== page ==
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Charles Dickens and Show Biz Exhibit

Opens October 2 in Green Library Bing Wing

An exhibit examining the nineteenth-century author Charles Dickens and his connections to theater and film will open Oct. 2 in the Peterson Gallery on the second floor of the Bing Wing of Green Library.

Charles Dickens and Show Biz uses rare editions of dramatic works by Dickens and his contemporaries, letters, vintage playbills, movie memorabilia, and theater costumes to highlight the author as a playwright, actor and theatrical producer, as well as to illustrate the many ways in which Dickens’s work has been interpreted in performance.

According to Bruce Crawford, a bibliophile and friend of the libraries who, together with his father, Ralph J. Crawford, Jr., is guest curator for the exhibit and from whose personal collection the exhibit’s artifacts are drawn, “Dickens loved the theater and the theater loved him. The exhibit is among the first to explore the many inventive connections between Dickens and the entertainment industry, which embraced his work as a virtually limitless source of theatrical material.”

A life-long passion for the stage drove Dickens to write, produce, direct, and act; to include his children and their friends in theater performances at home and to mount benefit performances in support of worthy causes and indigent friends, Crawford said.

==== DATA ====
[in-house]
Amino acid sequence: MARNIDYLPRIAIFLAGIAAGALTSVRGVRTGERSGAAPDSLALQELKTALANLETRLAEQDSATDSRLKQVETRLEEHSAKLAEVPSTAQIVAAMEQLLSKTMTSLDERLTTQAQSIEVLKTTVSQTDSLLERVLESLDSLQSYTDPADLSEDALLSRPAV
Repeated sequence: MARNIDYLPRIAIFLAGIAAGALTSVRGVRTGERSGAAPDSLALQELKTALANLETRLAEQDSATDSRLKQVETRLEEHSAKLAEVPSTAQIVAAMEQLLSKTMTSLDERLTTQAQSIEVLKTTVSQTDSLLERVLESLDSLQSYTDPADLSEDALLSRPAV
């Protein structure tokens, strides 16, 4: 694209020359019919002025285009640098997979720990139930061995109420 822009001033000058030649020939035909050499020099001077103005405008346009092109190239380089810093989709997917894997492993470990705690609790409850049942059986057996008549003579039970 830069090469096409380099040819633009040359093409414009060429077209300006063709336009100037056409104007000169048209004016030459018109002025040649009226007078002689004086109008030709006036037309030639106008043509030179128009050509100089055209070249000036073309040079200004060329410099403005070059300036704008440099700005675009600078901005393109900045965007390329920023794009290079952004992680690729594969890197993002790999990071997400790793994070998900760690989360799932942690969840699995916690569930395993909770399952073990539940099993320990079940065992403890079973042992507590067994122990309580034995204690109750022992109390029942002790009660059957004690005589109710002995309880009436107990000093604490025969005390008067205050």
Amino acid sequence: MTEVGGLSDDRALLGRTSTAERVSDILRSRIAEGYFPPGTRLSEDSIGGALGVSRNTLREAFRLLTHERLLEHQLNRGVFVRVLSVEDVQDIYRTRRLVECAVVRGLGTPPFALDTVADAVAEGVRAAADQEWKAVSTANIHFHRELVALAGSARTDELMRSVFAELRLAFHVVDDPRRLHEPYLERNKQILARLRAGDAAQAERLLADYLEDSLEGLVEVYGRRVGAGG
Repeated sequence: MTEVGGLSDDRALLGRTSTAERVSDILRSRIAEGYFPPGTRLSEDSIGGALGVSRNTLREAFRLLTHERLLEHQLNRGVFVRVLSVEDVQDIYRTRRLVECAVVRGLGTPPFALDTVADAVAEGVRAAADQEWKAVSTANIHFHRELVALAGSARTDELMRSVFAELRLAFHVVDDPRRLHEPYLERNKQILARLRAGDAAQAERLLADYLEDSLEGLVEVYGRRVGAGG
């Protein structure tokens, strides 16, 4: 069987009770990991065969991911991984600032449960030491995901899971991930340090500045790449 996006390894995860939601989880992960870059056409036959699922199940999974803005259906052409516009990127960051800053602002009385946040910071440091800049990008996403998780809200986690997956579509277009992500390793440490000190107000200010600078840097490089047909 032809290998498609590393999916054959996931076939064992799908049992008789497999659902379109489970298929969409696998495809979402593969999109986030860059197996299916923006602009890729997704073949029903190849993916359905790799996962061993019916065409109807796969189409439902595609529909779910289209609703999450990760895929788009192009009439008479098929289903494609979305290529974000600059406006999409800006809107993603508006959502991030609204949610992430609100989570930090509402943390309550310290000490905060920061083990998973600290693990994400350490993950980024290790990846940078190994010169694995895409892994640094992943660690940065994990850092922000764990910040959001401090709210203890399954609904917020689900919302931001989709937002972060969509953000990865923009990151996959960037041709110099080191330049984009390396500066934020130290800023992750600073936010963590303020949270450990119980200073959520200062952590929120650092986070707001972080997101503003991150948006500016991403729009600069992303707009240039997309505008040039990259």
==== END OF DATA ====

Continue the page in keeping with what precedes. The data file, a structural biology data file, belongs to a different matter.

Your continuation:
Dickens also campaigned for social reform, and the exhibit looks at how his enduring themes – the mistreatment of children and of the poor, the sinister indifference of the prosperous, and the hope for redemption for those who change their ways – have been translated in a variety of productions.

Among the items to be exhibited is a January 8, 1855 playbill advertising a family holiday play performed in Dickens’s home, with the author’s two-year-old son Edward Dickens appearing as “Mr. Plornishmaroontigoonter.” Another playbill, announcing an August 24, 1857 performance in The Frozen Deep by Dickens and the young actress Ellen Ternan, foreshadows an emotional crisis for Dickens, Crawford said. A relationship between the two developed into a notorious liaison that led to the breakup of Dickens's marriage to Catherine Hogarth and an outpouring of nasty publicity.

Charles Dickens and Show Biz also will display images of a diverse group of stage and film actors performing in Dickensian roles, including W. C. Fields, Lon Chaney, George C. Scott, Sally Field, Patrick Stewart, Alfre Woodard, and Mickey Mouse. An audio station in the exhibit will allow visitors to listen to Dickens-inspired recordings, including readings and musical selections.

Exhibit cases in the Peterson Gallery are illuminated Monday through Friday from 10 a.m. to 6 p.m., Saturday from 10 a.m. to 5 p.m. and Sunday from 1 to 6 p.m. The exhibit will be on display through Jan. 28, 2007.

An exhibition catalogue, Charles Dickens and Show Biz, written by Ralph and Bruce Crawford, has been produced in conjunction with the exhibit. Catalog-ordering information is available at http://library.stanford.edu/depts/spc/pubs/index.html, by sending e-mail to speccollpubs@stanford.edu, or by calling (650) 736-7604. All proceeds from sales of the catalogue will benefit the Libraries’ Special Collections.

Last modified: September 14, 2006
   
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